Welcome to the Treehouse Community

The Treehouse Community is a meeting place for developers, designers, and programmers of all backgrounds and skill levels to get support. Collaborate here on code errors or bugs that you need feedback on, or asking for an extra set of eyes on your latest project. Join thousands of Treehouse students and alumni in the community today. (Note: Only Treehouse students can comment or ask questions, but non-students are welcome to browse our conversations.)

Looking to learn something new?

Treehouse offers a seven day free trial for new students. Get access to thousands of hours of content and a supportive community. Start your free trial today.

JavaScript

Vance Zen
Vance Zen
2,854 Points

Is this valid: if ( 1 === 2 || placeholder) Assuming placeholder is a boolean value? i.e. placeholder = true ?

In the video, Dave says that there needs to be an expression on both sides of the '||' operator.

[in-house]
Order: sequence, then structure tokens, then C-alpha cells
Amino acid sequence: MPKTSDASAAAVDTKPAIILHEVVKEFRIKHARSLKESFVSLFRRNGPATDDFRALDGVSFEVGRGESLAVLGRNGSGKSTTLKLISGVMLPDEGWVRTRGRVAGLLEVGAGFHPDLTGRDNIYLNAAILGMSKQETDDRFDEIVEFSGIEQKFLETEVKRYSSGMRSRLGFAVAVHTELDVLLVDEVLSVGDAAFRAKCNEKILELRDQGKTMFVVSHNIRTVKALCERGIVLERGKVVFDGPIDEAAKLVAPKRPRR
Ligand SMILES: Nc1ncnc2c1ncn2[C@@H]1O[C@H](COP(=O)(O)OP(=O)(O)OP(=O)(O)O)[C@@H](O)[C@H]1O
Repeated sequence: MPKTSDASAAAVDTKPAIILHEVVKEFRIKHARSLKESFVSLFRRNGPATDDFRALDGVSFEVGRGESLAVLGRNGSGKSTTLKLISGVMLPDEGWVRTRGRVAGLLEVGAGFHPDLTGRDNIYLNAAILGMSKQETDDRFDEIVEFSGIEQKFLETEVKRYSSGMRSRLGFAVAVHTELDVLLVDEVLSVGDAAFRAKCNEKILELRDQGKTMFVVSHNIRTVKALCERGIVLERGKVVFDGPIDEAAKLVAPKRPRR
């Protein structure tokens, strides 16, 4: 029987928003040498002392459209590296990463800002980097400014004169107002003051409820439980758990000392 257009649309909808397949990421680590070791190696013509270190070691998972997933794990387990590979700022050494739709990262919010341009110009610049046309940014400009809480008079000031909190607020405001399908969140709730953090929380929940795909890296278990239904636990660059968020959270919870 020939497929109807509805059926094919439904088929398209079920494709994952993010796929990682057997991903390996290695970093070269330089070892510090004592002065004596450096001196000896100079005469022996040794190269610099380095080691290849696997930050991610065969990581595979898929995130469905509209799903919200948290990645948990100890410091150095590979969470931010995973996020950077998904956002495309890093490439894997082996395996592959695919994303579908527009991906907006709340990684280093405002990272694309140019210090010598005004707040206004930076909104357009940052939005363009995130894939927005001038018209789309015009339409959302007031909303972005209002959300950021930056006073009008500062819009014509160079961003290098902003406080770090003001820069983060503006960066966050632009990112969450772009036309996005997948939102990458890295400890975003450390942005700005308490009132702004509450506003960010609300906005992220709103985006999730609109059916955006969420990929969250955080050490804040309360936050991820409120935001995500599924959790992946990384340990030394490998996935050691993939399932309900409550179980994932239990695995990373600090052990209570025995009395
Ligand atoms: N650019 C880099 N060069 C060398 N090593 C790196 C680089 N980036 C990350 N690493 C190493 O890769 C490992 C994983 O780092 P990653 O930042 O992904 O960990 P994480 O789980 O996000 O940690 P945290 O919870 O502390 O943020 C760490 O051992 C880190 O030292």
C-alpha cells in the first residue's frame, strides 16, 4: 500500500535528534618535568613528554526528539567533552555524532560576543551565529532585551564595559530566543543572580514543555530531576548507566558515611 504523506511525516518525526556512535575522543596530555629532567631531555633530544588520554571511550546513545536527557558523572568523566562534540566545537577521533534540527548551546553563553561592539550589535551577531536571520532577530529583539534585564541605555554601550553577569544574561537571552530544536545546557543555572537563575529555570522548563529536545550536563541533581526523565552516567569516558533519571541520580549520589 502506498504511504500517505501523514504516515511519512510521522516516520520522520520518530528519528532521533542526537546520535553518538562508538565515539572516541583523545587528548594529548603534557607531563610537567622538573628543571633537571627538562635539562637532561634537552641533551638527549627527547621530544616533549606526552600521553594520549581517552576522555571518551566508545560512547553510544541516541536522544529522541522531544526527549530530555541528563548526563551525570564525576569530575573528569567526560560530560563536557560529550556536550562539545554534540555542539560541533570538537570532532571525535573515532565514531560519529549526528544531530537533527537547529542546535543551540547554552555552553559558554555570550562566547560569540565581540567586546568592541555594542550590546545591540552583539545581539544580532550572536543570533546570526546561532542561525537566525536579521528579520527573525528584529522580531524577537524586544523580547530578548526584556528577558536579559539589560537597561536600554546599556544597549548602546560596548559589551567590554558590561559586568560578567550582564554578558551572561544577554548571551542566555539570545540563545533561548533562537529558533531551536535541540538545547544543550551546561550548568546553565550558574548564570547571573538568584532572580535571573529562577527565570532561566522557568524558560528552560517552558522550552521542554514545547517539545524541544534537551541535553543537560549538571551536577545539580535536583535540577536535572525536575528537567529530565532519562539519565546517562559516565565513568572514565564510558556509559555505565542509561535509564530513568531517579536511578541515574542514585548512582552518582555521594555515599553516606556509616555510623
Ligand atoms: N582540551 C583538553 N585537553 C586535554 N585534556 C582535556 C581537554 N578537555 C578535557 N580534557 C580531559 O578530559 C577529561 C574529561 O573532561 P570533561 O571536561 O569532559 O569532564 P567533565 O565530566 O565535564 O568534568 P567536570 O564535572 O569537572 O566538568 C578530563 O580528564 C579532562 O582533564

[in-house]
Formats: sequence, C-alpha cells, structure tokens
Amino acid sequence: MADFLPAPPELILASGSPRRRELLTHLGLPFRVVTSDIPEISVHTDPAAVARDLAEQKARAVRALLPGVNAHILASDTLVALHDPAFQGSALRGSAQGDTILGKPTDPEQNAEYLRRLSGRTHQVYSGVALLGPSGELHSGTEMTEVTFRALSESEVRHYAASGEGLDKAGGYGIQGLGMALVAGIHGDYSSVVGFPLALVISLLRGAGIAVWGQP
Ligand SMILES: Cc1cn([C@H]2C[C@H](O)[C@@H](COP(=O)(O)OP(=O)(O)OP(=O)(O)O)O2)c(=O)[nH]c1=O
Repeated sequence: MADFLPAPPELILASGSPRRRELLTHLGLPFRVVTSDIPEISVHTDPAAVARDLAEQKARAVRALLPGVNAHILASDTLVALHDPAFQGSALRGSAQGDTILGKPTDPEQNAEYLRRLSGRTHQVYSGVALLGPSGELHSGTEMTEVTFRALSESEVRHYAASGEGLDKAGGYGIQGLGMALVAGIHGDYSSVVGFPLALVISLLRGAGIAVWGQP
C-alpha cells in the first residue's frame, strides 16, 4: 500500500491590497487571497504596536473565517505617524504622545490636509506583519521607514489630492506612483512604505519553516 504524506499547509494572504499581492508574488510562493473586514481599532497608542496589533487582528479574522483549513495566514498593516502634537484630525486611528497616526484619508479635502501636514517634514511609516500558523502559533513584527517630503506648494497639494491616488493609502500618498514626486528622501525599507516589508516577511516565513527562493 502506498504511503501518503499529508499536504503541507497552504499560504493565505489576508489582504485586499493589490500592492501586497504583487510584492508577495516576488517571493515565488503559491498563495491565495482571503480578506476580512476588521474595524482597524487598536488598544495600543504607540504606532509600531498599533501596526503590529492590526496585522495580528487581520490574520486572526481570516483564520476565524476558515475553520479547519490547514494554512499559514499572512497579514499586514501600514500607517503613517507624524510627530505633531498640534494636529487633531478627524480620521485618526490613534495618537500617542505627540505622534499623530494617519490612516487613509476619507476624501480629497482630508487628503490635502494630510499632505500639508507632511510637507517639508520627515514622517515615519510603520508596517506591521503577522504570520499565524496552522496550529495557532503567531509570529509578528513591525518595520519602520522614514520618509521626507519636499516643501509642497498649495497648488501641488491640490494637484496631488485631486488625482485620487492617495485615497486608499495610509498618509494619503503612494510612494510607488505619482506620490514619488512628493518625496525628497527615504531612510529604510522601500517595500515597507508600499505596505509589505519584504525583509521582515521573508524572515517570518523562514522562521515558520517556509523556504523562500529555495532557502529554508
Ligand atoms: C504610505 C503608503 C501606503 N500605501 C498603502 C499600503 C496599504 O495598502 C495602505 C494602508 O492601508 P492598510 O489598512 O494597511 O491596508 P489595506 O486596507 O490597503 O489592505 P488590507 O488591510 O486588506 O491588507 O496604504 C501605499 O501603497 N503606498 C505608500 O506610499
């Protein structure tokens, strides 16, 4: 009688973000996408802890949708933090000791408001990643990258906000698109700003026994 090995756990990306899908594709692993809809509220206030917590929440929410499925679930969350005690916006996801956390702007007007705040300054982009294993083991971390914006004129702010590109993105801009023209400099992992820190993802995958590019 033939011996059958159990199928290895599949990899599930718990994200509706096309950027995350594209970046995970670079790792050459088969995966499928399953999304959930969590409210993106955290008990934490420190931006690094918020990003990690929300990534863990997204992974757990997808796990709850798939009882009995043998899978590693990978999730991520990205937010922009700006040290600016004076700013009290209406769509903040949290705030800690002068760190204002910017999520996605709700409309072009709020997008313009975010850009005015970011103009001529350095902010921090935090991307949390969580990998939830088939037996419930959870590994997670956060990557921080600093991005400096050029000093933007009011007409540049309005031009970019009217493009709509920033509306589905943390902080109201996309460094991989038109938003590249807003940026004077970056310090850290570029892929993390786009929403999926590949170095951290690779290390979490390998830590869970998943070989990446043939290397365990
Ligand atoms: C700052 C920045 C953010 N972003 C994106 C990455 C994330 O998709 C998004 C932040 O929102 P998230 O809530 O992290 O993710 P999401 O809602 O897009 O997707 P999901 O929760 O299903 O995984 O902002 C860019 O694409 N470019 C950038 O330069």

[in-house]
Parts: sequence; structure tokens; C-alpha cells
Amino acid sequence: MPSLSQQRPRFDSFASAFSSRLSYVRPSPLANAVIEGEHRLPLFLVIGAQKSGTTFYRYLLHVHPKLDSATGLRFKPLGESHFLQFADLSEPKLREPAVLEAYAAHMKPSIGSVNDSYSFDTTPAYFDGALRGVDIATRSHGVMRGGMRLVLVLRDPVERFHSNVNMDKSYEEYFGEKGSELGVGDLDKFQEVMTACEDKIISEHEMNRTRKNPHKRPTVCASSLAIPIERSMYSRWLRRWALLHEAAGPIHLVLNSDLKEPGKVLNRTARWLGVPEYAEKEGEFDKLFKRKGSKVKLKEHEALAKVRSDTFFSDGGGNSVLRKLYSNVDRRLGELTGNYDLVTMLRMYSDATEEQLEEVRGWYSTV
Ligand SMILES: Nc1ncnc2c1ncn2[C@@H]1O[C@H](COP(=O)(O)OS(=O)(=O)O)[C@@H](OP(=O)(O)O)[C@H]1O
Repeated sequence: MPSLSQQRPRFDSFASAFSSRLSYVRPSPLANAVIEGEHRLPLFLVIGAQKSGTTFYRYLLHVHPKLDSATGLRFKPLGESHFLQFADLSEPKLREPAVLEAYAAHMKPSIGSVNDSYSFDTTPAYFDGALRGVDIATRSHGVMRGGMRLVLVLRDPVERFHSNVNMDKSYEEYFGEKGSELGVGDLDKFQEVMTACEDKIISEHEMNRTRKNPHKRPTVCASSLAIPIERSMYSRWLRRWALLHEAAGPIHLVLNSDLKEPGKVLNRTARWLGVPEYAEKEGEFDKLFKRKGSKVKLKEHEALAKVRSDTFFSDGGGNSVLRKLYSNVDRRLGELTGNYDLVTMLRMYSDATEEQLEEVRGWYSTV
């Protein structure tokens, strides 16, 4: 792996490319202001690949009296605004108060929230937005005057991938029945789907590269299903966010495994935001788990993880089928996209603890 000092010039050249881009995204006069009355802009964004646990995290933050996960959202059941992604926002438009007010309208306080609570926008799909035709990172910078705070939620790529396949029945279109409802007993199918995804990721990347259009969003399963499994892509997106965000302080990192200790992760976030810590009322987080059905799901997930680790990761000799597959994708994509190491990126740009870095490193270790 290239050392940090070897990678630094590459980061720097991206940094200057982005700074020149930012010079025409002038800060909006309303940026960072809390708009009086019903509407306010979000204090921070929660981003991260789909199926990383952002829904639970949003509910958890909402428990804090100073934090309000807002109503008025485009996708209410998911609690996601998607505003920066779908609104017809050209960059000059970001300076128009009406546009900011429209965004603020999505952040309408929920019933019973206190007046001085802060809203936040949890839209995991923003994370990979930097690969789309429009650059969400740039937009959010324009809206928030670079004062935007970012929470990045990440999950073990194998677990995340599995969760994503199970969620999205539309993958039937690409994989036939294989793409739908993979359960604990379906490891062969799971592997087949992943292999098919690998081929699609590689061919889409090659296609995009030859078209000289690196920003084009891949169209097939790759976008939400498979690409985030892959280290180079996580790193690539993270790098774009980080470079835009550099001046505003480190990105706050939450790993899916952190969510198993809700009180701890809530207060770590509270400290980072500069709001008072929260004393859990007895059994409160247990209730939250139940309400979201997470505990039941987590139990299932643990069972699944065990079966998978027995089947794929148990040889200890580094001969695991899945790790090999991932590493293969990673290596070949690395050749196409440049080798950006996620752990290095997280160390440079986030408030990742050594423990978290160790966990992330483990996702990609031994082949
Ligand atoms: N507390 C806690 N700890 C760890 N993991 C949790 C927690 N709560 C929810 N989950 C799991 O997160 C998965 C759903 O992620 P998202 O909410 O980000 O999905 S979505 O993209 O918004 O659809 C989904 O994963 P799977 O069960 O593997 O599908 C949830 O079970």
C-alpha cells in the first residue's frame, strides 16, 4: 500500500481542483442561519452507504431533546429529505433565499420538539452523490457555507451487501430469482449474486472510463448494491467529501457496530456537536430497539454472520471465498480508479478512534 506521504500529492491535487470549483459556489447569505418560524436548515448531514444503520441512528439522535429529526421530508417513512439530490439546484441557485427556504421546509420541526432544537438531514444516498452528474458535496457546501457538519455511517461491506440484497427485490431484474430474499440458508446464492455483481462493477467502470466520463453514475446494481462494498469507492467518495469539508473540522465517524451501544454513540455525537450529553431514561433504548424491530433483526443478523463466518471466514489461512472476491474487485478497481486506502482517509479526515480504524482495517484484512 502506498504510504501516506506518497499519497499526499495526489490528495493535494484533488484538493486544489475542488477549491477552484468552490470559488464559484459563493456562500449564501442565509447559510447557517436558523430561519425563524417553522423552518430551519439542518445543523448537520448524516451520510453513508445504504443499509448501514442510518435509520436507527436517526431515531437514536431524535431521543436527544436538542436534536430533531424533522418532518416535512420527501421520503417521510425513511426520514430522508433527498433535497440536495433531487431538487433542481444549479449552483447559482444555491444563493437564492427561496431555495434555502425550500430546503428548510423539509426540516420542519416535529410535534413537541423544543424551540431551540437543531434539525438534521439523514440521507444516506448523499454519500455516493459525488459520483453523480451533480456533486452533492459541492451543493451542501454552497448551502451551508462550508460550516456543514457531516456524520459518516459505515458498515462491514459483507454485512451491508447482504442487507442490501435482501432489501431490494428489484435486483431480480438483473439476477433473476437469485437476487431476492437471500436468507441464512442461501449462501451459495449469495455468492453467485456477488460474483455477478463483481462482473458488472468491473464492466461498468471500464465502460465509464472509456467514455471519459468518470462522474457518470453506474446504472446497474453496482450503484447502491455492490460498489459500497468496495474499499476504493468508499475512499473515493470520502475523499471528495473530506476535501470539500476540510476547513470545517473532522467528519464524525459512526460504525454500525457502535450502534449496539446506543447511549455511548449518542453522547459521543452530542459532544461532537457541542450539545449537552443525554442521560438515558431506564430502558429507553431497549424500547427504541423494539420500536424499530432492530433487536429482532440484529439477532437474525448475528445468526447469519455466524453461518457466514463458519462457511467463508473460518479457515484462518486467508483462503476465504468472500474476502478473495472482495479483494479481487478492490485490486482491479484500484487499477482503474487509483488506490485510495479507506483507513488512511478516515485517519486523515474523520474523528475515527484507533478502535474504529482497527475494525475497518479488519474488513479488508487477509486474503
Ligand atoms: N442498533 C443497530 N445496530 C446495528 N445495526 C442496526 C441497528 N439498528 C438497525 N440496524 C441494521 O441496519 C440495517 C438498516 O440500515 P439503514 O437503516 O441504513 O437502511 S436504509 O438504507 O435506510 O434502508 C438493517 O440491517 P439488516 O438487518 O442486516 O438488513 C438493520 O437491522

But can one side of the operator be a variable if that variable holds a boolean (true/false) value?

In other words are these if statements valid?

if ( 1 === 2 || placeholder)
if ( placeholder1 || placeholder)

assuming placeholder = true and placeholder 2 = false

Thanks !

Luke Bearden
Luke Bearden
15,597 Points

Yes, both of your if statement examples would be valid.

In your example if (placehoder1 || placeholder2) the || operator returns the value of placehoder1 if that value is truthy otherwise it returns placehoder2. Then the if statement evaluates the returned value for truthiness. Truthy values will return true and falsy values return false.

For more about logical operators: https://developer.mozilla.org/en-US/docs/Web/JavaScript/Reference/Operators/Logical_Operators

Truthy values: https://developer.mozilla.org/en-US/docs/Glossary/Truthy

Falsy values: https://developer.mozilla.org/en-US/docs/Glossary/Falsy

2 Answers

Steven Parker
Steven Parker
216,164 Points

:point_right: Yes, that's perfectly fine, and commonly used in conditional statements.

Actually, the other side doesn't even need to be a boolean. If the left side evaluates to a false, the || operator returns whatever is on the right side. For example:

(1 === 2 || "hey")

...will return the string "hey", but you would probably not want to use that in a conditional! (It would actually evaluate as true, but it would be very confusing to read!)